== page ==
Cablevision in Brooklyn votes to unionize with the CWA!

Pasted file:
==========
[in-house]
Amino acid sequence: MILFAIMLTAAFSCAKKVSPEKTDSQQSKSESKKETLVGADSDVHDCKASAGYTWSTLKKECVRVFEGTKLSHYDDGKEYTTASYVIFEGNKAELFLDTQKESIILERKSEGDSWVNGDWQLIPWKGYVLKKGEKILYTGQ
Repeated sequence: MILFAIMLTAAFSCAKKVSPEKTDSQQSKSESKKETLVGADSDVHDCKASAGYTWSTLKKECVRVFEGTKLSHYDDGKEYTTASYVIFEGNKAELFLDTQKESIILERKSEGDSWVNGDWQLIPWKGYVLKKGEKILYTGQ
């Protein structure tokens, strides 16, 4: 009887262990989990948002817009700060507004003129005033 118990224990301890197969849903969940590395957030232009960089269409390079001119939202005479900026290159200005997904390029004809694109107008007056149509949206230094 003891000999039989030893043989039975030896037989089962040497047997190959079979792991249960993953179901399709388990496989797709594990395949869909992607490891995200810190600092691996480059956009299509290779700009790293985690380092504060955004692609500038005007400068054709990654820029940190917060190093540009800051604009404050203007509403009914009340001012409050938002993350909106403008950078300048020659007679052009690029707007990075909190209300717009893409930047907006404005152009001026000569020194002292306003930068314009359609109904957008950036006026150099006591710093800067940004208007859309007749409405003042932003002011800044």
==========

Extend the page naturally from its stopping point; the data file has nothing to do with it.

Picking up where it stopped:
On Jan. 26th, 282 Brooklyn Cablevision technicians and dispatchers in Brooklyn voted to join the Communications Workers of America (CWA), Local 1109 in a union election administered by National Labor Relations Board, overcoming a vigorous anti-union campaign led by Cablevision. They are the first Cablevision workers to join a union. Cable TV is an overwhelmingly non-union industry while the traditional telecommunications industry remains highly unionized. "I've waited 13 years for this," said Cablevision technician Clarence Adams. "United, as members of Communications Workers of America, we now have the power to negotiate a fair contract that will give us the dignity and respect on the job we deserve." Cablevision workers are currently subject to arbitrary discipline and favoritism by managers, their health care coverage is inadequate, their workload is unreasonable and they have insufficient 401(k) retirement plans. Cablevision workers also make at least one-third less than Verizon workers, who are represented by CWA. "This is about my son, his future, and the future of the Cablevision 99%," said Cablevision technician Marlon Gayle. "We can now negotiate with management for a safer work environment, better healthcare, a more secure retirement and a salary that will allow us to support our families." Cablevision leads the Cable TV industry in "average monthly revenue per subscriber of $153.97." And outgoing COO Tom Rutledge made $28 million in 2010, about twice the combined pay of the 282 technicians in Brooklyn. Rutledge's $28 million is over 600 times the average technician's pay. Despite $361 million in profits, Cablevision paid no federal income taxes in 2010.